When it comes to the gun control debate, we’d all do well to remember that what we’re looking at isn’t a binary thing. People generally aren’t either pro-gun or anti-gun.
Instead, it’s more of a spectrum. While you have those who are vehemently anti-gun and those who are just as vehement in their support of the Second Amendment, most people fall somewhere in the middle.
Many of those closer to our end of the spectrum likely believe there is some gun control that’s actually good.
Yet as David Codrea notes over at Ammoland, good gun control is like unicorns or fire-breathing dragons. They simply don’t exist.
“This is how we end ‘gun violence,’” a reader reacting to my recent AmmoLand piece about anti-gun Democrat Rep. and possible Dianne Feinstein replacement Katie Porter wrote to me. That article speculated on domestic violence gun laws Porter supports applying to her with allegations by her former husband that she dumped hot potatoes on his head and cut him by smashing a glass. The reader’s solution?
“Prosecute and lock up violent criminals, repeat felons, drug dealers, and especially lock up illegal sellers and illegal possessors of guns and throw away the keys,” he advocated. “Anyone opposed to stiff sentencing isn’t really interested in stopping ‘gun violence.’ Their true goal is to disarm the tens of millions of law-abiding gun-owning Americans whose politics and voices they want to stifle. By force if need be…”
There’s truth in some of his contentions. There are also some concerns. “We part ways at ‘illegal sellers and possessors,’” I replied, speaking from personal experience.
As for violent criminals, an undeniable truism is anyone who can’t be trusted with a gun can’t be trusted without a custodian. If proven guilty violent persons are still truly dangerous, Robert J. Kukla made a brilliant observation in his 1973 classic Gun Control, equating their release from prison with opening the cage of a man-eating tiger and expecting a different result.
If there is clear, convincing, admissible evidence that a supposedly “restrained” party is a danger, how is it responsible to allow such a menace access to the rest of us until such time as it can be established that he is no longer a threat? Does anyone think he couldn’t kill with something else? Or, noting routine headlines from places like Chicago and Baltimore, that he couldn’t get a gun? Why wouldn’t he be separated from society, after being afforded real “due process,” with all appropriate protections of course?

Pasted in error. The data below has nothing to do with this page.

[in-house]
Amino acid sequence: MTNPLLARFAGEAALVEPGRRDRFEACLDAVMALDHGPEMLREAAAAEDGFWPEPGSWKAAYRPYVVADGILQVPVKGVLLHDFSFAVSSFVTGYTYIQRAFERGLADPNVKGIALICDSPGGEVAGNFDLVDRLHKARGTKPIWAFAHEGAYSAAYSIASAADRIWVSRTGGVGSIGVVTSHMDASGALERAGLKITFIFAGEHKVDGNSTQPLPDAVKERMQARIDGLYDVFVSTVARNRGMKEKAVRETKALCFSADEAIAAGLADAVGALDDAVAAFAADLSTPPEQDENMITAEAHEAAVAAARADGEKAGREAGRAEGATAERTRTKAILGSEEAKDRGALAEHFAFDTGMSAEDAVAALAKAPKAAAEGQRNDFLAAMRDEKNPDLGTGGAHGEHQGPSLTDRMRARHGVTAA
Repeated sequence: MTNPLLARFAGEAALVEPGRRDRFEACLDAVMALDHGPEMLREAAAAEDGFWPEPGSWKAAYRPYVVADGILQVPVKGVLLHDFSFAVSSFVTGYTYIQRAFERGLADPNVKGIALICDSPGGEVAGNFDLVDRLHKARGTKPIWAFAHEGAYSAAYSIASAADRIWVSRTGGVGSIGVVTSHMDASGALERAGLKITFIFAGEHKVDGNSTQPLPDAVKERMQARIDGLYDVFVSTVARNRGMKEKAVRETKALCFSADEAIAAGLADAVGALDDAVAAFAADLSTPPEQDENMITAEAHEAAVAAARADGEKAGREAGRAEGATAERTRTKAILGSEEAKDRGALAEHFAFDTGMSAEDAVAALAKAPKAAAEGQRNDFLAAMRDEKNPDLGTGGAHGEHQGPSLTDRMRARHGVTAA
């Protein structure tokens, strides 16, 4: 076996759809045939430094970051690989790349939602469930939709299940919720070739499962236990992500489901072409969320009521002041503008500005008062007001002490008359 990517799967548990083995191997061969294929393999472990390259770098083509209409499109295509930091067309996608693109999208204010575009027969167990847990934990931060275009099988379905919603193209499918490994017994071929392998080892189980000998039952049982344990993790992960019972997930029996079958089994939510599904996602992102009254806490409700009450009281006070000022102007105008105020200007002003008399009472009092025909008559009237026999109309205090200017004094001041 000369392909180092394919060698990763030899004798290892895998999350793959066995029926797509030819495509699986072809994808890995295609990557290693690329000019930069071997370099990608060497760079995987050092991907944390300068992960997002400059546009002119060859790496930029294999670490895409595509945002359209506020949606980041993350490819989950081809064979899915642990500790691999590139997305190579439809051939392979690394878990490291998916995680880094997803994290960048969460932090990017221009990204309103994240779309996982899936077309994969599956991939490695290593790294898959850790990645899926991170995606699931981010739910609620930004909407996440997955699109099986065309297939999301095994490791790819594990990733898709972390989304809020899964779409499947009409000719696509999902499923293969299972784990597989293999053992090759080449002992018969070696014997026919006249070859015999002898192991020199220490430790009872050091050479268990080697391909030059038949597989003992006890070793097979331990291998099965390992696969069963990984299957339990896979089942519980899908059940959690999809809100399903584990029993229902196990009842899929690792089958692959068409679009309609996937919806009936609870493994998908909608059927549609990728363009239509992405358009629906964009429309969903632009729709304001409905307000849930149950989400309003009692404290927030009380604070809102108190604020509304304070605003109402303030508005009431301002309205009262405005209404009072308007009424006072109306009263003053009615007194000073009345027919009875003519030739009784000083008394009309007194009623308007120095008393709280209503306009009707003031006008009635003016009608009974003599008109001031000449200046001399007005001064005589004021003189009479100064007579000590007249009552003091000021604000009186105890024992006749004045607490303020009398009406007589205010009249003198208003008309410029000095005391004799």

I’ve evolved a bit on the issue of armed felons.
I acknowledge what the law currently is and will happily point out where those laws failed to keep such a felon disarmed, but I also agree that if they cannot be trusted with their rights, how can they be trusted with their freedom in general?
Either they’re dangerous criminals or they’re not. There’s not a lot of middle ground here.
I didn’t always feel that way, though. I’m more than happy to admit I was wrong then and I’m more than happy to proclaim where I stand on this.
More to Codrea’s point, I think, is a pertinent fact that we’d all do well to understand. That’s the fact that most people commit something like three felonies per day, and some of them are things you would never imagine were, in fact, felonies.
Yet if you were to be prosecuted for them, you too would be denied your Second Amendment rights upon release from prison despite being no threat.
Let’s remember this quote from Ayn Rand’s Atlas Shrugged:
“Did you really think we want those laws observed?” said Dr. Ferris. “We want them to be broken. You’d better get it straight that it’s not a bunch of boy scouts you’re up against… We’re after power and we mean it… There’s no way to rule innocent men. The only power any government has is the power to crack down on criminals. Well, when there aren’t enough criminals one makes them. One declares so many things to be a crime that it becomes impossible for men to live without breaking laws. Who wants a nation of law-abiding citizens? What’s there in that for anyone? But just pass the kind of laws that can neither be observed nor enforced or objectively interpreted – and you create a nation of law-breakers – and then you cash in on guilt. Now that’s the system, Mr. Reardon, that’s the game, and once you understand it, you’ll be much easier to deal with.”
In other words, it’s in the state’s interest to make it easy for you to become a felon because they know they’ve got you for something somewhere along the line.
So no, there is no good gun control because it can all be used against you at some point or another. Stand against it all or get ready to feel the proverbial (and possibly literal) boot on your throat.